What Is It
Allergic Rhinitis, more commonly known as hay fever is an allergy-related inflammation of the nose passages, throat and eyes caused by airborne pollens and moulds. Airborne pollens come from anything and everything, mostly from trees, grasses and weeds.
Each different pollen triggers different reactions in different people – confusing right! It actually means that no two peoples “hay fever season” is the same, although they are pretty predictable depending on the seasons for example flowers in spring.
Interestingly enough as mould depends on damp, dark conditions people who are allergic to moulds have the least predictable season.
- Itchy and runny nose
- Stuffy nose
- Red, itchy and watery eyes
- Itchy and sore throat
Your GP will ask you a series of questions some of which will include your symptoms, family history and personal history of other allergy-related conditions like eczema, hives and asthma. To identify what is triggering your hay fever, your doctor might refer you to an allergist. An allergist will perform a skin test, where a small amount of a specific allergen is scratched, pricked or injection into the skin. Results generally take around 10-20 minutes.
Although your hay fever symptoms may reappear each year when the offending plant begins to bloom they actually depend to diminish as you grow older. Although some people do not develop hay fever until adulthood.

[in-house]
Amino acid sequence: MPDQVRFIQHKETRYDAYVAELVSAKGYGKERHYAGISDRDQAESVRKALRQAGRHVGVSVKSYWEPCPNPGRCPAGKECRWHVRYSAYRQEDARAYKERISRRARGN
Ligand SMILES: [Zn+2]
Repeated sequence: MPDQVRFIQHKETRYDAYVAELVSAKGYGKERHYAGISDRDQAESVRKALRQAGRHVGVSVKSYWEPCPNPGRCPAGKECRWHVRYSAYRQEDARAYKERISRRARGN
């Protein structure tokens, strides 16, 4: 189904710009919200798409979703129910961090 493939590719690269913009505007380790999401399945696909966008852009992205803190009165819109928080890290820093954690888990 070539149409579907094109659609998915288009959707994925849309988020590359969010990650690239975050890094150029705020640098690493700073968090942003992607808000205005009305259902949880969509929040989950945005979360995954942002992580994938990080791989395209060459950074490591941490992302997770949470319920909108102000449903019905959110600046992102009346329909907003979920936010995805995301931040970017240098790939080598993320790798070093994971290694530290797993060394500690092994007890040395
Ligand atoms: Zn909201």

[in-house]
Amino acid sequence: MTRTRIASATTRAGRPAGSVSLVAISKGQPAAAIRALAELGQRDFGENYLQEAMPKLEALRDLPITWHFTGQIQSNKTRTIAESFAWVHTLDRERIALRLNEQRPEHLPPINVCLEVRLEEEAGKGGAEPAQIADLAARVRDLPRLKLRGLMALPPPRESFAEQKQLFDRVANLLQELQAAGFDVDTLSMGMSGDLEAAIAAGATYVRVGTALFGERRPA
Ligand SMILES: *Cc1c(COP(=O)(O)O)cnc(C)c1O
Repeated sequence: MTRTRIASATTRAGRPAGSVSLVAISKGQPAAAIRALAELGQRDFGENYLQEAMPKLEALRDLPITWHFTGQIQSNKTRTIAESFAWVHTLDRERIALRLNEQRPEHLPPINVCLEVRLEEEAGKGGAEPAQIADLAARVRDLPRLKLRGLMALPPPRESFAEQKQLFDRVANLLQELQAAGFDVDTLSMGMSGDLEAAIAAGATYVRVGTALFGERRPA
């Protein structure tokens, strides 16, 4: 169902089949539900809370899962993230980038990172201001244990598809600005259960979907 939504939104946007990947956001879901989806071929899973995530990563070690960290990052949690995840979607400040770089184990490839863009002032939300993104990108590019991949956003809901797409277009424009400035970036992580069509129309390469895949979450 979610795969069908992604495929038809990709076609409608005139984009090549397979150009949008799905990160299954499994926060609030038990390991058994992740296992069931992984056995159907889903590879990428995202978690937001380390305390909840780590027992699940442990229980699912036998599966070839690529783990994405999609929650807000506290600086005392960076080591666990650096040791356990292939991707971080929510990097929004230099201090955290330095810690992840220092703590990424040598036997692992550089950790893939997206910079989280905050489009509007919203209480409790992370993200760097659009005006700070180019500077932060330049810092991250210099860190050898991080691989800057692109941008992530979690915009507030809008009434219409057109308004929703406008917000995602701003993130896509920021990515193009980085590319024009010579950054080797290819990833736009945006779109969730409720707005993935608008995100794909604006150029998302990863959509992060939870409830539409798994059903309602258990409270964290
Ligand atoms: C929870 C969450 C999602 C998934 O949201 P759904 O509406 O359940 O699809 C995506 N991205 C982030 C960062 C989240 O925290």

You can help prevent hay fever attacks by reducing your exposure to the suspected allergens. Some simple ways are to:
- Stay indoors as much as possible, during the period when you know that your hay fever symptoms will flare. Note: pollen counts tend to be highest before 10am and after sunset.
- Keep your windows closed and cool down using an air conditioner or the Dyson purifier range which also removes 99.5% of fine particles in the air such as allergens and pollutants.
- When travelling in a car, drive with your external vents closed and air conditioning on.
- Limit activities with heavy exposure to pollen for example mowing and leaf blowing.
- Shower and wash your hair before bed to remove any pollen that has accumulated throughout the day.
- Dry your clothes inside, on a line or in a dryer. Clothes that dry on an outside line can gather pollen.
The best way to treat hay fever is to minimize exposure to the allergens all together (see prevention). There are also numerous prescription and non-prescription medications which will help ease nasal congestion. Nasal sprays are also a great way to relieve symptom but should not be used for more than three consecutive days.